On Gay Rights, Obama Lets Surrogates Take the Lead
President Obama has long relied on his oratorical gifts to ease him through tricky political situations. But on the emotionally charged issue of gay rights, Mr. Obama has been content recently to let his lieutenants do the talking. And they have said some striking things.
Secretary of State Hillary Rodham Clinton told an audience of diplomats in Geneva this month that “gay rights are human rights, and human rights are gay rights.” In an interview in November, Shaun Donovan, the secretary of housing and urban development, said that he was proud to support the right of same-sex couples to marry.
The president enthusiastically endorsed Mrs. Clinton’s message, issuing a presidential memorandum directing all federal agencies to promote gay rights overseas. And while he said nothing publicly about Mr. Donovan’s declaration — which went further than Mr. Obama’s own position on the issue — a senior administration official said that Mr. Donovan enjoyed “the trust and respect of the president.”
Mr. Obama’s strategy, administration officials and gay rights advocates said, reflects two conflicting forces. He recognizes that support for gay rights and same-sex marriage is growing, particularly among young voters.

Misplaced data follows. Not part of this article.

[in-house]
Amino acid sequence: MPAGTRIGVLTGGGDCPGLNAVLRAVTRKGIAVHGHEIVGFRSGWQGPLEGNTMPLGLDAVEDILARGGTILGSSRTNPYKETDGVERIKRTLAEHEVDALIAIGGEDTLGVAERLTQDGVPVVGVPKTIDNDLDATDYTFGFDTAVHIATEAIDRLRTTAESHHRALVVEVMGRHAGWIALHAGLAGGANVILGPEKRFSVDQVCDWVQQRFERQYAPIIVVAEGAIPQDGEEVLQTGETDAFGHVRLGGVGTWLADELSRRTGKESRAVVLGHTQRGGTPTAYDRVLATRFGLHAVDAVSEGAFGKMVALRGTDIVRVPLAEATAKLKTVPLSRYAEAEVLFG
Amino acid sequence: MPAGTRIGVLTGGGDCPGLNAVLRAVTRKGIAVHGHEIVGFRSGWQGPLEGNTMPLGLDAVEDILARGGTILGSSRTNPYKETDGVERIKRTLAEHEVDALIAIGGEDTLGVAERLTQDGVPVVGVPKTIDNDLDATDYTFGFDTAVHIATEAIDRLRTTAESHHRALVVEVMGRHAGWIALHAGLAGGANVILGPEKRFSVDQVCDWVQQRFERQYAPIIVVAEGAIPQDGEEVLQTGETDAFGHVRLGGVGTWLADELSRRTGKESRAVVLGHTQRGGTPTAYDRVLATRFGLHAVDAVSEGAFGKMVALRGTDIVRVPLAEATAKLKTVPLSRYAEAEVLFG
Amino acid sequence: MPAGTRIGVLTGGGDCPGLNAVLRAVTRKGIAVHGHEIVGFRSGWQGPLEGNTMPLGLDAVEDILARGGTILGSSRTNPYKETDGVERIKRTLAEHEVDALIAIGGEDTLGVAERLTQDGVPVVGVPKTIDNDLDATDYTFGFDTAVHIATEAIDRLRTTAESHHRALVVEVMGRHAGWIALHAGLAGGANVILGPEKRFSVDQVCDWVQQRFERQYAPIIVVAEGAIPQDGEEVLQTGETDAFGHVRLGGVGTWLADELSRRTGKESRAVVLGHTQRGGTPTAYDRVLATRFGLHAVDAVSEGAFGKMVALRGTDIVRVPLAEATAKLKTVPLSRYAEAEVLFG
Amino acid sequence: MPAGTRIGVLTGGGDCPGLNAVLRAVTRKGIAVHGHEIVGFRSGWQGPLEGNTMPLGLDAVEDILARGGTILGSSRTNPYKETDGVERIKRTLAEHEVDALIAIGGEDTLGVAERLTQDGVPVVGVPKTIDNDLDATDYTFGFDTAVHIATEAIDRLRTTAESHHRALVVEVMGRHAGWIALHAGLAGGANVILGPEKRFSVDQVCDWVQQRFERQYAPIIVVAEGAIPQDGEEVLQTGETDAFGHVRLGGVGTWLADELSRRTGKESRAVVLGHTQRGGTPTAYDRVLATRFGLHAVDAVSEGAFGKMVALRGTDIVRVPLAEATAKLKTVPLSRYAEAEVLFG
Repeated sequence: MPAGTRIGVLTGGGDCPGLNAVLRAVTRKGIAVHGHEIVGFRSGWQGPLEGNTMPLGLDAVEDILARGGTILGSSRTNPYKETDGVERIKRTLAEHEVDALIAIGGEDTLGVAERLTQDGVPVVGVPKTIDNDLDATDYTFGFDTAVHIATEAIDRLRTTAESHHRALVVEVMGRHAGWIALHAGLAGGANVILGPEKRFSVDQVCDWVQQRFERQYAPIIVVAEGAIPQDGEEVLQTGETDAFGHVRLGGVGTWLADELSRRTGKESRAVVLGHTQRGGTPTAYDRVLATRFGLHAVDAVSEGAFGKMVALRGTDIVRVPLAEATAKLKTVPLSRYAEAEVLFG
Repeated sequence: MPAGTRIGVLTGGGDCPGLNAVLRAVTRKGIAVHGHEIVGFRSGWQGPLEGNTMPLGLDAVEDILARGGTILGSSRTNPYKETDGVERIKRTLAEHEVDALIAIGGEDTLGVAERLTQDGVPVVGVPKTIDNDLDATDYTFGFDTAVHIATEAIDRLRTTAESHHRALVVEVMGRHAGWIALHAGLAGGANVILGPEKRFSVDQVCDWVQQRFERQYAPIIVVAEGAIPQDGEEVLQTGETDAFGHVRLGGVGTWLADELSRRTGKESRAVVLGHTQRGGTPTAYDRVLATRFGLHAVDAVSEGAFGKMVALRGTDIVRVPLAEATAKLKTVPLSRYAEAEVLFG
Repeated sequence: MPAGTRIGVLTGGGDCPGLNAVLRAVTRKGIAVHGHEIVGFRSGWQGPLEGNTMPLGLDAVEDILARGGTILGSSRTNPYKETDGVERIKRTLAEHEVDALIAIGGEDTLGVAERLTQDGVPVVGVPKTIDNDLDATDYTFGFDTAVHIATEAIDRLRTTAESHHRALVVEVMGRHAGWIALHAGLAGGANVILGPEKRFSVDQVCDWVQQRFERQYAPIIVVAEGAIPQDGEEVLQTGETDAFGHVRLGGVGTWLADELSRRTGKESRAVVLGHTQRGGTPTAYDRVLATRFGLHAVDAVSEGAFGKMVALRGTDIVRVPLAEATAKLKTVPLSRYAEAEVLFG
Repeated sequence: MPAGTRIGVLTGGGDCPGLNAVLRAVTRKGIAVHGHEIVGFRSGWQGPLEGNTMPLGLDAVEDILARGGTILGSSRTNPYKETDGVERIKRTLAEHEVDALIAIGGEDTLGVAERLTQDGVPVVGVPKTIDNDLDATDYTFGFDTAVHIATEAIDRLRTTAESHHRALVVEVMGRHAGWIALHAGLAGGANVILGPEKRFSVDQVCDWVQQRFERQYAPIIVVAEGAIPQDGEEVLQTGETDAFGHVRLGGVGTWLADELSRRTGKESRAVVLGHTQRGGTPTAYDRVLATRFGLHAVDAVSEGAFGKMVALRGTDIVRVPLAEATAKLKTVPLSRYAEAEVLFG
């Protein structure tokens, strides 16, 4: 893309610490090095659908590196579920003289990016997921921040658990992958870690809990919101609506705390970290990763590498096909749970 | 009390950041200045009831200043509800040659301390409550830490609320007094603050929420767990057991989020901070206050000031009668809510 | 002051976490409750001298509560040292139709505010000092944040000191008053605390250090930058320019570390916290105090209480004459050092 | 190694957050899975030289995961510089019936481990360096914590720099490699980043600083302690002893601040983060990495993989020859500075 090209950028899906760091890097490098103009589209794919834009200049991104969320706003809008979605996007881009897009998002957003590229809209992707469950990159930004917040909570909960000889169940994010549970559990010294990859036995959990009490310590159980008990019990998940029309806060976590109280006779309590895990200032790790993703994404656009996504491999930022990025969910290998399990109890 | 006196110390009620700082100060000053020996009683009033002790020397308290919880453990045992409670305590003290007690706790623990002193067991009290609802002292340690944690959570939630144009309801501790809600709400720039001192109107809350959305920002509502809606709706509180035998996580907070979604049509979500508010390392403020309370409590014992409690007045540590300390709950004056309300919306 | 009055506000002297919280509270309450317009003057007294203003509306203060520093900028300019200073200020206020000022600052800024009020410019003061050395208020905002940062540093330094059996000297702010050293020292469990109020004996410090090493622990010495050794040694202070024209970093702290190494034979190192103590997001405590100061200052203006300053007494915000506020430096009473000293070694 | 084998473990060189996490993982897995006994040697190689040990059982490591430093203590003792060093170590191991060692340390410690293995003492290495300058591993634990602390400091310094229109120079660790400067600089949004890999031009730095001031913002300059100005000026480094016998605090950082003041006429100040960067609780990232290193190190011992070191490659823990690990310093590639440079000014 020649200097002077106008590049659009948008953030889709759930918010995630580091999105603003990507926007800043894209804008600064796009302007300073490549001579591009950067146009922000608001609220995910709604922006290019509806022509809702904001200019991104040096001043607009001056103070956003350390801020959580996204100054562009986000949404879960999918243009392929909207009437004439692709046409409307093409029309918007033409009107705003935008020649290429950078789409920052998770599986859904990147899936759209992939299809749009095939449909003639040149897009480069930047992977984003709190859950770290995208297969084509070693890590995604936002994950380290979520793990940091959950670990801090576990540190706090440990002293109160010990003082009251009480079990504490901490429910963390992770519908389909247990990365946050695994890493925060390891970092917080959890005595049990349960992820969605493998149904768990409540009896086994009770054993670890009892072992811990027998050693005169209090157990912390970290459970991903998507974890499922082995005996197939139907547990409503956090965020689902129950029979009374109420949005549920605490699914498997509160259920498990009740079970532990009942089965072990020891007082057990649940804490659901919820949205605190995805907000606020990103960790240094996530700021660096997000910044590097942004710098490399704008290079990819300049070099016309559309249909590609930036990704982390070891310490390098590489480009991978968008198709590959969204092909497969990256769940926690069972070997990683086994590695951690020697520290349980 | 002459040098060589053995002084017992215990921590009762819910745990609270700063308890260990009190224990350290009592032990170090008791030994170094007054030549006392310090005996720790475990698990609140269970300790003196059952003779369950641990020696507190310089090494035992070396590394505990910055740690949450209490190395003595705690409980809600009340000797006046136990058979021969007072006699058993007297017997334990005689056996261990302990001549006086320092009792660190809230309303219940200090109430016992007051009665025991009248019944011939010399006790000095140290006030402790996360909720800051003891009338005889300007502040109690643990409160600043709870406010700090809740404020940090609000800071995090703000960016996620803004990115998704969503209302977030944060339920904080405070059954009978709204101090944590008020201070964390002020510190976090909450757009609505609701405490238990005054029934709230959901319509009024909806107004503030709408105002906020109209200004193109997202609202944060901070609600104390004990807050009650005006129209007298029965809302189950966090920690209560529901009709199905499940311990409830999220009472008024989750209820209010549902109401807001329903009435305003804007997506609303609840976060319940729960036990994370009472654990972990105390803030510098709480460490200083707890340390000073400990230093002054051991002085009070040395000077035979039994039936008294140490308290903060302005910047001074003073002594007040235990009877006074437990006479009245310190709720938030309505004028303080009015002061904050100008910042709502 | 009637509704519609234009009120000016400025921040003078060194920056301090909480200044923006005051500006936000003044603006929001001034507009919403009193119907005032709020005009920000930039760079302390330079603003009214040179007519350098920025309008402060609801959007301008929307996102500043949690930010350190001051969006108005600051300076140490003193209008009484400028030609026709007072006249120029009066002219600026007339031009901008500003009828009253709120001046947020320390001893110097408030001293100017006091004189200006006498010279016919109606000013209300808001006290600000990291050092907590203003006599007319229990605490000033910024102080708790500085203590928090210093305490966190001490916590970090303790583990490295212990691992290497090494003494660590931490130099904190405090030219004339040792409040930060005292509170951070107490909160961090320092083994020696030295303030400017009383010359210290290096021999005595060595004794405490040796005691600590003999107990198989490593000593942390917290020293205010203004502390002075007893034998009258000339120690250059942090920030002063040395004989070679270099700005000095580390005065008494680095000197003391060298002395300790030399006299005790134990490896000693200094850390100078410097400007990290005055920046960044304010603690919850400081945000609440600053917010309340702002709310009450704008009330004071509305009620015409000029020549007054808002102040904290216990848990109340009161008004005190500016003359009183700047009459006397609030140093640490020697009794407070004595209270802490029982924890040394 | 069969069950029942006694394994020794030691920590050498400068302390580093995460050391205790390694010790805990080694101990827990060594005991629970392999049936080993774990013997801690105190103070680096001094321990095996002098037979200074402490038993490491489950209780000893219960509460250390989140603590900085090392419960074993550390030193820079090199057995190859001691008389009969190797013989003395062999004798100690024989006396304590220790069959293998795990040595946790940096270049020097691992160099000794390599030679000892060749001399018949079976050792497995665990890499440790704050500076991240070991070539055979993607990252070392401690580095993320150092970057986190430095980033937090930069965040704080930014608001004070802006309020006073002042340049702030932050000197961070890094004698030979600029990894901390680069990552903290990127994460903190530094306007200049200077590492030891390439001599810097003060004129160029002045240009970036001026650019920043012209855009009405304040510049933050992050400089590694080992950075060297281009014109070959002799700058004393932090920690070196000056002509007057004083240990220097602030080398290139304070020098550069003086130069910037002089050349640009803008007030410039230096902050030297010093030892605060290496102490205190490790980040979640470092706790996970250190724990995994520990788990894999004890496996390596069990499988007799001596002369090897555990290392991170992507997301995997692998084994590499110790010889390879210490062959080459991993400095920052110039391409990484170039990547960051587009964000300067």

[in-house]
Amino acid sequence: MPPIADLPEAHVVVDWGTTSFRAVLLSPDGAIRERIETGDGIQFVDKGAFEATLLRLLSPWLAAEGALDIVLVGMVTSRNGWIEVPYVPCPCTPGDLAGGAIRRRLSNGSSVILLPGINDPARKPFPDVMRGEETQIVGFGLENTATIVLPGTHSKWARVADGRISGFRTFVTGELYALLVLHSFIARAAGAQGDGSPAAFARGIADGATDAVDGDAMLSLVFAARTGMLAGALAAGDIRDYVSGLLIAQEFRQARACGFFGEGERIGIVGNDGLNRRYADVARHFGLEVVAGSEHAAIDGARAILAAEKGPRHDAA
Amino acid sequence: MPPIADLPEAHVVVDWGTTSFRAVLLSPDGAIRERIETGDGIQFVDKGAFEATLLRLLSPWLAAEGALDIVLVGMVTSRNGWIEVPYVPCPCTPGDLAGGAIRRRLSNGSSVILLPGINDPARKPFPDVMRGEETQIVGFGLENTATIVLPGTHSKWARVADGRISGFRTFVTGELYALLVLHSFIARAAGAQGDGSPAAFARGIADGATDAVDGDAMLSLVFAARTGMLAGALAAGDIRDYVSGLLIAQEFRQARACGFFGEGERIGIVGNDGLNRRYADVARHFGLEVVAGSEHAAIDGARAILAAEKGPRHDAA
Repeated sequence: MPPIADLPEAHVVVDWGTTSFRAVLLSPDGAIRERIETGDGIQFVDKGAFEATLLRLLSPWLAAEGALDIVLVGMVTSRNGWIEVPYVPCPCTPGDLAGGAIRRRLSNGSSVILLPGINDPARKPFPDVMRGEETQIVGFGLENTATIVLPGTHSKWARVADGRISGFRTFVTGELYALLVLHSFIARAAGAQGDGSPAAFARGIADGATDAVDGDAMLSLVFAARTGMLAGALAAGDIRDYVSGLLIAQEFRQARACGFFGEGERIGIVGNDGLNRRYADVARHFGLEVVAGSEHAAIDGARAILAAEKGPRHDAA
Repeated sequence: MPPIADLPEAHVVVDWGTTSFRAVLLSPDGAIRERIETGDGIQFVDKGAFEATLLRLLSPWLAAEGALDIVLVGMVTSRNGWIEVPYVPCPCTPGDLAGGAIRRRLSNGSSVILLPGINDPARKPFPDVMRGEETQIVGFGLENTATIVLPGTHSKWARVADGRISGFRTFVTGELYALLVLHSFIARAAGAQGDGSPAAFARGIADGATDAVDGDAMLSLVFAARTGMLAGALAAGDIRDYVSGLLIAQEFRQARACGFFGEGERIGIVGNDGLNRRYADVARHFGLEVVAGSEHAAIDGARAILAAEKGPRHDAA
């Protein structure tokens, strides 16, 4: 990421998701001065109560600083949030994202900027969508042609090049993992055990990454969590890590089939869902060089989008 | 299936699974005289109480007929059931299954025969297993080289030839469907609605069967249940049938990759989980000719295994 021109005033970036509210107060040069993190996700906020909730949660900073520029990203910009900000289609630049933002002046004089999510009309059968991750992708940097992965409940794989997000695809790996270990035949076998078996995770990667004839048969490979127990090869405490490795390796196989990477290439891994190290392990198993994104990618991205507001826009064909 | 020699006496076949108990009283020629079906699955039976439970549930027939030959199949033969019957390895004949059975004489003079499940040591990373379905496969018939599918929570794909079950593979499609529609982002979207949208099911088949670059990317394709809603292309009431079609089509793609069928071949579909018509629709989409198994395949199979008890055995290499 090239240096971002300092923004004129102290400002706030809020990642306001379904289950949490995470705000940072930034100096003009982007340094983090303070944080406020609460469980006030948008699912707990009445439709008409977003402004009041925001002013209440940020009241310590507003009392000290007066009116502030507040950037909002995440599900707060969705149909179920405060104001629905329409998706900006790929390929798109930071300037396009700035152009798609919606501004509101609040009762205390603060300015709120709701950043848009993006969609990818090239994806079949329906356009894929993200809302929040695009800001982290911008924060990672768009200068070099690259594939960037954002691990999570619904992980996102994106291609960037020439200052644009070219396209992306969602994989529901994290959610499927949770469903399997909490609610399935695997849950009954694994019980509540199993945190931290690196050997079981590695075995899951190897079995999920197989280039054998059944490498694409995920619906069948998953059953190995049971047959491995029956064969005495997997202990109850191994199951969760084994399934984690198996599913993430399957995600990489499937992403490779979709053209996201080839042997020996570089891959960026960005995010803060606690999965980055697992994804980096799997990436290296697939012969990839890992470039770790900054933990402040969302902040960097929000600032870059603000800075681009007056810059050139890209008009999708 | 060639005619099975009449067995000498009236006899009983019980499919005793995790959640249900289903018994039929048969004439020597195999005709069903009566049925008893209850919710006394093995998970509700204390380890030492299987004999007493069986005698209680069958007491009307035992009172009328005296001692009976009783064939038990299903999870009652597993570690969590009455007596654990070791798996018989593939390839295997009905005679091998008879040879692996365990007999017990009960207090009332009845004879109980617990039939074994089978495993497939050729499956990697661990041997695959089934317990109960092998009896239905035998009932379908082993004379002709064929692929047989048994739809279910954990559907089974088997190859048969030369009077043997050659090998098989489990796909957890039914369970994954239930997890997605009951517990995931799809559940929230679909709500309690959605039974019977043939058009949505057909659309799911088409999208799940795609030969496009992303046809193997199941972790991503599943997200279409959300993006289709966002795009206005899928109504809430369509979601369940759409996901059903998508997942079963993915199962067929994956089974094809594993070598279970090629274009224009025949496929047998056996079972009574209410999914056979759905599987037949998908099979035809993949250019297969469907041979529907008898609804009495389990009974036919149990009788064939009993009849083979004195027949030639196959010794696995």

But he is reluctant in an election year to be drawn into a culture-war issue — one that reliably helps Republicans turn out evangelical voters in their favor and also strikes a particular nerve with religious black voters, a bedrock Obama constituency in battleground states like North Carolina and Florida.
There is little indication that Mr. Obama plans to endorse same-sex marriage before the presidential election in November, despite recent statements that tiptoe right up to that position. Speaking to a gay rights group in October, he said, “Every single American — gay, straight, lesbian, bisexual, transgender — every single American deserves to be treated equally before the law.”
But in the absence of that symbolic step, the White House wants gay people to know that it stands with them. It is publicizing initiatives like the State Department’s campaign against persecution overseas and a government conference on the problems faced by older gay people.